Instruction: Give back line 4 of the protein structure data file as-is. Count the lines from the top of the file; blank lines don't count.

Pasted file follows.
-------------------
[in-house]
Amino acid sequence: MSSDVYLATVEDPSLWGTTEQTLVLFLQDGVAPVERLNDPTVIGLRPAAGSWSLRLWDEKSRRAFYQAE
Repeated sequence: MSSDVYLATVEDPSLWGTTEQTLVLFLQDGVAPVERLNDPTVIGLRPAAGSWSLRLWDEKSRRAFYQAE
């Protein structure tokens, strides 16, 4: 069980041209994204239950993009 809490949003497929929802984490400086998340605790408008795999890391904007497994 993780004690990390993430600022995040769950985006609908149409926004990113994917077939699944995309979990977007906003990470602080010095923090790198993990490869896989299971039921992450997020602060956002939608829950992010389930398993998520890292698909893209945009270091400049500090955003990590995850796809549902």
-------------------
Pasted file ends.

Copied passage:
């Protein structure tokens, strides 16, 4: 069980041209994204239950993009 809490949003497929929802984490400086998340605790408008795999890391904007497994 993780004690990390993430600022995040769950985006609908149409926004990113994917077939699944995309979990977007906003990470602080010095923090790198993990490869896989299971039921992450997020602060956002939608829950992010389930398993998520890292698909893209945009270091400049500090955003990590995850796809549902």